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Victim’s Parents Struggling Against Violence

Times Staff Writer

Every time Genelle Reilley walks past her bedroom window in Laguna Beach she remembers the morning in 1986 when she saw police approaching her house, carrying a paper bag filled with her daughter Robbin’s belongings.

“When I saw them I knew. I was frozen like an iceberg,” she recalled.

Robbin Brandley was stabbed to death about 10:30 p.m. Jan. 18, 1986, after leaving a jazz concert at Saddleback College, where she was a student. Her fully clothed body was found in a small parking lot by the campus perimeter road, just yards from the concert theater.

Three years later, her killer remains unknown. But her death has spawned an obsession with Reilley and her husband, John. For 3 years, the couple have been trying to establish a violence-prevention curriculum at Saddleback College, and for 3 years the college has rejected it. Recently, however, Cal State Fullerton expressed an interest.

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Brandley, 23, was studying communication and fine arts and was a disc jockey for the campus station. she planned to attend San Francisco State University the next year.

After her death, the Reilleys sued the Mission Viejo community college and the state, alleging that officials were responsible for their daughter’s death and that the college did not provide adequate security and lighting despite earlier attacks in campus parking lots. The lawsuit also included a request to establish a nonviolence program and a wing in the school’s library dedicated to the memory of their daughter. That suit, which seeks an undisclosed amount of money, is pending.

The attack on Robbin Brandley was the second in less than a year on the campus. Since her death, three women have said they were sexually assaulted there, including one last week.

Reilley still wakes sometimes at 3 a.m.--the time police arrived. And she grieves, she says, for the person who killed her daughter. That person, like other killers, she says, probably was not nurtured or cared for, Reilley said. “Those are the ones who rape people and kill people.”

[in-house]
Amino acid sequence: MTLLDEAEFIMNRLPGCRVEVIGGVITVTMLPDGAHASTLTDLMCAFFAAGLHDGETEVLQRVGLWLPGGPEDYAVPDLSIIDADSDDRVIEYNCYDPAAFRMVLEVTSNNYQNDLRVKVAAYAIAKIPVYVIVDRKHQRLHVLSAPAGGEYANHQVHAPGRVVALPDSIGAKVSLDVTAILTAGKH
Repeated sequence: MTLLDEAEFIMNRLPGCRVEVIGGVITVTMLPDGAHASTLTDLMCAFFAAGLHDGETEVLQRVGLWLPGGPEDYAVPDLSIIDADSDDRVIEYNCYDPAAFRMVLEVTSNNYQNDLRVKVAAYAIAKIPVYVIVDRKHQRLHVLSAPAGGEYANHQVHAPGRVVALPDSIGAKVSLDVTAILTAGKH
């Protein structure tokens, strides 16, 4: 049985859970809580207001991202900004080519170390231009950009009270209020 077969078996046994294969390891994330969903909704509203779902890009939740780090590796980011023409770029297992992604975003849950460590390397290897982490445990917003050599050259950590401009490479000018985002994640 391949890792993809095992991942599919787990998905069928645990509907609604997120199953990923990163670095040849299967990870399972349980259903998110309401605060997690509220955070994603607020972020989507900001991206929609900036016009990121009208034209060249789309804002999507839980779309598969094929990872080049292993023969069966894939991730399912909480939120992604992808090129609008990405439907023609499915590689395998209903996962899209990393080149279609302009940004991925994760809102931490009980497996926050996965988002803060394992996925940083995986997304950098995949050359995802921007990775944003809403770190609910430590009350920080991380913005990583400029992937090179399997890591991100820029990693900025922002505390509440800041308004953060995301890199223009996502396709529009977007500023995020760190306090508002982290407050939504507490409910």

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The college program the Reilleys seek would include classes about parenting and self-esteem, with workshops and speakers to discuss violence prevention.

“There was just this gnawing feeling that something had to be done,” she said. “We’re focusing on Saddleback College so we can make a difference. . . . I think classes and self-esteem are definitely needed, beginning at the earliest level.”

The couple’s attorney approached college officials with the program 2 years ago and again last week in an out-of-court settlement meeting, but was told the course would be too costly for the school.

“So we asked if they would reserve a section in the library with books dealing with the subject and have parenting classes where we could bring in about four speakers a year,” Reilley said.

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“We would like Saddleback College to be a leader to try and prevent violent attacks from happening by supporting our program,” said John Reilley. “It’s like drunk driving. Maybe it can be controlled by educating people.”

Constance Carroll, the college president, said the Reilleys never contacted her regarding their program and said the college already has a 31-unit Victimology program through its Human Services Department that examines how to deal with victims of violence.

Carroll said that since 1983, the college has had a student escort service and 24-hour security patrol. But in the past year, since her death, the college has been closing the gates after 10:30 p.m., has improved lighting on the campus and in the parking lots, and has begun cutting back shrubbery to eliminate potential hiding places for assailants.

“On a 200-acre campus with about 20,500 students it’s impossible to keep track of everything that goes on, but we have been doing a better job,” she said.

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If the two sides cannot reach agreement on the program before the summer, Reilley said, they will go to court July 17.

“I’m not going to go through all this pain and Robbin isn’t going to go through that terrible death for nothing,” Genelle Reilley said. “We can’t turn our backs on the serious social issue of the lack of security on campus. We want a positive change to come from our personal tragedy.

“Something good has to come from this. If it takes every ounce of energy I have I’ll use it to make sure something of educational value comes of Robbin’s death.”


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